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HOLMBERG: Who was ‘Gus’ Deeds?

BATH COUNTY, Va. (WTVR) — Like virtually all journalists in this town, I know and like Creigh Deeds. He’s one of the most laid-back, regular-Joe kind of politicians who ever walked through the General Assembly, admiring the beautiful artwork that grace the walls every session.

He’s a music lover, and the kind of guy who made a point of saying something warm and positive when my own world was a little upside-down.

I didn’t know his 24-year-old son, Austin Creigh “Gus” Deeds, who police believe attacked his father and then shot himself to death this morning in their Millboro home. My former co-workers at the Times-Dispatch, Mike Martz and Jim Nolan, are reporting that the family had called for help because of Gus’ mental distress on Monday, and he had been evaluated and released. They also reported he had dropped out of William & Mary.

Gus Deeds (Facebook)

Gus Deeds (Facebook)

Gus Deeds was very passionate about music, particularly old-time music. He played the banjo left handed. That’s one of the few pictures of himself he posted. He’s also playing in one of his father’s campaign photos.

He was into a wide variety of music, including rock oldies like the Beatles, the Beach Boys, the Byrds and Jim Morrison to country legends like Willie Nelson and Hank Williams, to pop and urban acts like Michael Jackson, Biggie Smalls and Tupac.

He was into the campus group “The Circle,” which provides opportunities for musicians and singers to jam, and the William & Mary Old-Timey Music Club and the Music of Brazil seminar.

He wrote that his activities were homesteading and survivalism, instrument-making, blacksmithing, herbal medicine, wine-making and “worshipping Christ.”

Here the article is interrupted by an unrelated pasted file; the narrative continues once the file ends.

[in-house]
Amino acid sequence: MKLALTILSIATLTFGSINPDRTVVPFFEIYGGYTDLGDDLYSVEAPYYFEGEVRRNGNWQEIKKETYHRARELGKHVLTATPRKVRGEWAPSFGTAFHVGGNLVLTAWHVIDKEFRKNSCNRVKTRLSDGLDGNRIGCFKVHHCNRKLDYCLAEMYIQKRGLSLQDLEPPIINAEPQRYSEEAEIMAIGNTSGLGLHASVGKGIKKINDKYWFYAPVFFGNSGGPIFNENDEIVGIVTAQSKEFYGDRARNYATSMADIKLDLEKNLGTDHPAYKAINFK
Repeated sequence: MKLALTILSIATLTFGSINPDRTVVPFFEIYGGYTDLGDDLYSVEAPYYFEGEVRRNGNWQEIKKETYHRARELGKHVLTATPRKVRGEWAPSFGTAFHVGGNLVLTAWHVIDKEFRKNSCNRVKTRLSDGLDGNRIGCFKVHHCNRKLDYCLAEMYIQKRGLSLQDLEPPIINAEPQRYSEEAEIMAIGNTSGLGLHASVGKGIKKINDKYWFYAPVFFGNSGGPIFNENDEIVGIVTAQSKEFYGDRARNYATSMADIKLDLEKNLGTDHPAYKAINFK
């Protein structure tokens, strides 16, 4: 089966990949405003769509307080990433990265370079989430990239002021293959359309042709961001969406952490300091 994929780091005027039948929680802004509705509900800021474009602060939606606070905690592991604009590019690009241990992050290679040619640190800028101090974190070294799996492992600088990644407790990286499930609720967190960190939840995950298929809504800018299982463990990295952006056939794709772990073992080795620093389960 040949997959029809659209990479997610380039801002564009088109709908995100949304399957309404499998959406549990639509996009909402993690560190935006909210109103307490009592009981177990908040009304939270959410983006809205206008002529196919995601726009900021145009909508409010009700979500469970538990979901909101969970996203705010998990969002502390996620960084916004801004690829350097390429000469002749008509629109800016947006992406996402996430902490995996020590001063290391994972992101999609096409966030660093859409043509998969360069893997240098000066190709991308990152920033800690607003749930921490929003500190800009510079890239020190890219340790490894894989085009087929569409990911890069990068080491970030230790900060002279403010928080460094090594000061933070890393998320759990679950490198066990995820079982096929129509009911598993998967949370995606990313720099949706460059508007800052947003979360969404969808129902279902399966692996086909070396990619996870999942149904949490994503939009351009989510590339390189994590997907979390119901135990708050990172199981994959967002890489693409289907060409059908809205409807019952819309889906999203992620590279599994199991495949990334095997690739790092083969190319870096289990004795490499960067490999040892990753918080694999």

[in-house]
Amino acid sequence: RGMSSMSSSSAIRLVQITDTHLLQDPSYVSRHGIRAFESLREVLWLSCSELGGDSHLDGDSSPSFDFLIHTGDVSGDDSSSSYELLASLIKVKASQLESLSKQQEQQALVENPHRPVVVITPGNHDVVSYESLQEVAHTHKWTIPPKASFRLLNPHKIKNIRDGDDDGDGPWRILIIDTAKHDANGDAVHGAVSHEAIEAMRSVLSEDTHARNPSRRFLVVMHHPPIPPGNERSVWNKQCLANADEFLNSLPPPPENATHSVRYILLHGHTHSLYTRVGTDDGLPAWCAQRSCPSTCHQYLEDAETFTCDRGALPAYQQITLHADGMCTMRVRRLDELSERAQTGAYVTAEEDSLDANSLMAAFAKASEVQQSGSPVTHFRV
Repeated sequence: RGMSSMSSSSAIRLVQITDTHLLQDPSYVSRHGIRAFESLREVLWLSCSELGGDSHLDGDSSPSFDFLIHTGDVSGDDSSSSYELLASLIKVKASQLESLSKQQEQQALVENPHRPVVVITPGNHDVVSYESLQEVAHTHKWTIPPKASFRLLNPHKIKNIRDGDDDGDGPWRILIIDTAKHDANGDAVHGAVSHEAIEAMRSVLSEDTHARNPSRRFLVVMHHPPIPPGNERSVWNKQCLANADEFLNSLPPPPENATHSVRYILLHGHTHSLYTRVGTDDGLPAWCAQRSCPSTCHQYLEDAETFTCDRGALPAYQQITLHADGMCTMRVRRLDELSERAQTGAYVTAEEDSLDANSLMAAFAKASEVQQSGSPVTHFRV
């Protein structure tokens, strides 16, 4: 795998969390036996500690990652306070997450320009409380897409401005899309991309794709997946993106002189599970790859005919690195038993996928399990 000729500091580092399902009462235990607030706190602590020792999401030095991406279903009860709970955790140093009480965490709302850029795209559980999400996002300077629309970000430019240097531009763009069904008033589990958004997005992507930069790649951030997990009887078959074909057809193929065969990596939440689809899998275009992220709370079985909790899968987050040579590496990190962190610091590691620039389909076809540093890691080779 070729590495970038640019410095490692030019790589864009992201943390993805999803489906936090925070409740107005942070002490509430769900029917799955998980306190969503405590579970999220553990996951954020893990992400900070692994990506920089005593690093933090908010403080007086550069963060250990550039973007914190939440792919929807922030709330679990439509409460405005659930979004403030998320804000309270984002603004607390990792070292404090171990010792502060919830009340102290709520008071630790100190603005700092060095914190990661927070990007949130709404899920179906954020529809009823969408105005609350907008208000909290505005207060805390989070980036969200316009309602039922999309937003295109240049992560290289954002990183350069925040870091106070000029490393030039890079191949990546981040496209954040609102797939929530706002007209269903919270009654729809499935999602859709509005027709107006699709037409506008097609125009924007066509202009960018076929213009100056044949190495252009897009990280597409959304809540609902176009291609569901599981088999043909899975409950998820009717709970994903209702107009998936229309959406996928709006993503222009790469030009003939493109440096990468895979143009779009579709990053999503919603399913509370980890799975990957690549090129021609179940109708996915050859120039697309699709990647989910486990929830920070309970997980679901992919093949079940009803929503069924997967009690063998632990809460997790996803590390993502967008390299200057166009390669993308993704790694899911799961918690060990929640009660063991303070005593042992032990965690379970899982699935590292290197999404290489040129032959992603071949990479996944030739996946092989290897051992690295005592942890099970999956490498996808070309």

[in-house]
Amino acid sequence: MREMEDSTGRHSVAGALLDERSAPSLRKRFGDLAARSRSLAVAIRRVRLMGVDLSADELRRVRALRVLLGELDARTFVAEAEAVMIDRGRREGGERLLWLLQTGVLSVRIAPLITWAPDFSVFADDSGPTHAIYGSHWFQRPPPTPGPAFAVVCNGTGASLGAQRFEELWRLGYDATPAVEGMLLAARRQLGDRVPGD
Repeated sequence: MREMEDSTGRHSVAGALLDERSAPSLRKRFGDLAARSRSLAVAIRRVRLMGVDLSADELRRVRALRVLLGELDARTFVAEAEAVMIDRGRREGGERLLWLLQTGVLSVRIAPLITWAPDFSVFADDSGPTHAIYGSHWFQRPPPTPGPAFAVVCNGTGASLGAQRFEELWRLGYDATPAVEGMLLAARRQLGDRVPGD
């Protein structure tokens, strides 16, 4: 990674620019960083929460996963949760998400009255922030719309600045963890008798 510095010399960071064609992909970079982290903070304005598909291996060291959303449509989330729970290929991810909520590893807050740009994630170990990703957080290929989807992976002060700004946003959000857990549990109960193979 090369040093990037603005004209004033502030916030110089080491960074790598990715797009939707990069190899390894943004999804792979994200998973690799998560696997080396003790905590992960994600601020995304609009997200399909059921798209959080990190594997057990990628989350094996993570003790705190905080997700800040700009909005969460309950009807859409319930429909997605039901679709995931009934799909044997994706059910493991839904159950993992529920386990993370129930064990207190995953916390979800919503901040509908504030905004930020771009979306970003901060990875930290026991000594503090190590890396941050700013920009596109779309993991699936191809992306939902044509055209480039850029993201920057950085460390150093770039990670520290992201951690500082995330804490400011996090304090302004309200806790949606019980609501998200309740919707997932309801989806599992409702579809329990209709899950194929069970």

His 2009 arrest for underage drinking was widely publicized during his father’s gubernatorial campaign, but apart from the wine-making reference, alcohol is absent from his Facebook site.

Gus Deeds was also a counselor and instructor at summer camp in Rockbridge County called Nature Camp, the camp’s president of the board of directors told me.

Nature Camp in a non-profit that brings fifth-graders through high-schoolers to the breathtaking George Washington Forest for fun and instruction about science and conservation. Gus worked there last summer.

His favorite movies included “Braveheart,” “The Lord of The Rings” Trilogy, “Dude, Where’s My Car,” “Borat” and “Bruno.”

Gus was also into the Bath County Area Swap and Sell, Jack Mason’s Tavern, the Coal River Mountain Watch, Douthat State Park and the Presbyterian Campus Ministry at JMU and Beyond. He also like video games like Morrowind and Tribes Ascend.

His inspirational people: Chief Crazy Horse, Oscar Wilde, French composer Hector Berlioz, Errol Flynn, the Apostle Peter and Joan of Arc.

Among his favorite books is Stealing Heaven, the story of a coal-mining company’s takeover of a West Virginia town, and Spartina, a novel about a New England man trying to find his way through his boat.

Gus Deeds wrote that his interests were solitude, God and women.

There are no mentions of the demons he faced.

Gus wrote that he spoke Arabic and Spanish (one of his posts was in Spanish) and didn’t appear to have his father’s passion for politics. His political views:  “Too busy with love to care.”

CBS 6 reporter Joe St. George spoke with two people who knew Gus.

“Big personality, a sweet kid… a great sense of humor,” Diane Dudley said.

“In class he was my favorite kind of student, he was ready to be challenged by the material and ready to challenge the material—ready to challenge  me,” Max Katz said, a teacher at William & Mary.

Gus had been a student at the College of William & Mary in Williamsburg.

“William & Mary is very saddened to hear this tragic news. Gus Deeds was a member of the William & Mary community. He had been enrolled as a student at William & Mary since 2007, though not continuously. He withdrew from the College last month and was not currently enrolled at the time of his death. Our hearts go out to the entire Deeds family,” William & Mary Associate Vice President Communications and University Relations Brian Whitson wrote in a statement.



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